Farmers hopeful for new abattoir
Plans to re-open an abattoir in south Shropshire have been given a significant boost.
A feasibility study for the facility in Bishops Castle has identified real potential for the business to fulfil demand for high quality locally sourced meat, campaigners claimed.
Conducted in recent months by independent consultants with funding from Advantage West Midlands, the wide-ranging study draws positive conclusions on the facilities and its location, and forecasts a sustainable future with the right management strategy.
The report gives renewed impetus to local farmers and other businesses intent on securing the necessary funding to re-open the business, which closed last autumn. As Long Mynd livestock producer Malcolm Corfield explains, there is optimism that the abattoir can be re-opened and a real belief that this would offer significant benefits to the region as a whole.
"The abattoir at Bishops Castle is an ideal facility to deliver traceable, high quality beef, lamb and pork that has been reared in Shropshire and Powys and would meet the growing demand for local produce," he explained.
"The buildings and equipment remain in good condition, and the business sits at the heart of one of the country's best livestock producing regions.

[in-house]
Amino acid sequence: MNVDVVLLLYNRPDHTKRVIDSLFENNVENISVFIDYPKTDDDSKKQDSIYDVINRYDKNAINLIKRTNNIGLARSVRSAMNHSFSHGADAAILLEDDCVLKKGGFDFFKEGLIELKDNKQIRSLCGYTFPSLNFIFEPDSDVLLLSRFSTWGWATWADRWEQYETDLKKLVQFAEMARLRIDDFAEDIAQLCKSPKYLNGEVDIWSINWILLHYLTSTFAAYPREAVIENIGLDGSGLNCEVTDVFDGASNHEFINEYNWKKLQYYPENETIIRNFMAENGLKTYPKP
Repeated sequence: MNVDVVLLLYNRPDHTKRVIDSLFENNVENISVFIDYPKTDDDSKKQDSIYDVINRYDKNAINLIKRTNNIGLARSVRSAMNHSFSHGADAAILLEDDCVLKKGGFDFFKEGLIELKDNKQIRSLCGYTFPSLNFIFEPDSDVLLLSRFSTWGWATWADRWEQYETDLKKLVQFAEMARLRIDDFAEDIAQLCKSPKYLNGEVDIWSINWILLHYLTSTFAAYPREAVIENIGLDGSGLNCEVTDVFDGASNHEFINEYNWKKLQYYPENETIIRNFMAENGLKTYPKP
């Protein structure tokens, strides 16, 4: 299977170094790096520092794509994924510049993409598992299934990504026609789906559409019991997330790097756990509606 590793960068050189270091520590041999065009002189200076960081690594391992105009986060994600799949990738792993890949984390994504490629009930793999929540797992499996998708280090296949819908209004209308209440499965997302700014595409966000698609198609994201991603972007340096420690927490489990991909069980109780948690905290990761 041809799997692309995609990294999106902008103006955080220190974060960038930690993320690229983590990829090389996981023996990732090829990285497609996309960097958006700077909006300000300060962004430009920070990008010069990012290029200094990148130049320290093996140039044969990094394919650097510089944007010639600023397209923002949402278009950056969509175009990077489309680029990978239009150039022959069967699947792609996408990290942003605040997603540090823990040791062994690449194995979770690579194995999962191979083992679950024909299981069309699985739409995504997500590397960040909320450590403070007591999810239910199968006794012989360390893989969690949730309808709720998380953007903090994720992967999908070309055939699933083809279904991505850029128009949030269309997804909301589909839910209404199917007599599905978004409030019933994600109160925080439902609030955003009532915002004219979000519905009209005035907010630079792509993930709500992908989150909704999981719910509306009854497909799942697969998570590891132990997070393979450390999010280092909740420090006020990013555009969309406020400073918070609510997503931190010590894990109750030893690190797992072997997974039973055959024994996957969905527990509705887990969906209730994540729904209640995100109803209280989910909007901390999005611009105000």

"With a focus on developing high quality identifiable brands, the abattoir has the potential to add value for livestock farmers, provide a vital service for local butchers and retailers, and supply outstanding local produce for everyone in the area. We do badly need an alternative option to dealing with the large multiples, and - like a great many farmers in the area - I relish the opportunity to deal locally and develop a new high value marketing option."
One significant funding option is already being explored, but further investment will be required in any event if the project is to proceed. The aim is to raise a proportion of the funding required from local investors, thereby offering any interested parties the opportunity to have a stake in the new business.
"This is an opportunity that is extremely unlikely to come along again, because if the abattoir closes permanently it is unlikely that another would ever be built," added Corfield. "I believe the future for locally sourced, fully traceable, high quality, high welfare and well-branded meat is very exciting and I'm proud to be a part of this project."
The proposed new venture would potentially be part of the Shropshire Hills Area of Outstanding Natural Beauty "Buy Sustainable" programme and would also aim to play a part in the development of Welsh brands to support farmers in Wales. Appointment of an experienced general manager would be one of the first objectives and this process is already in the early stages.
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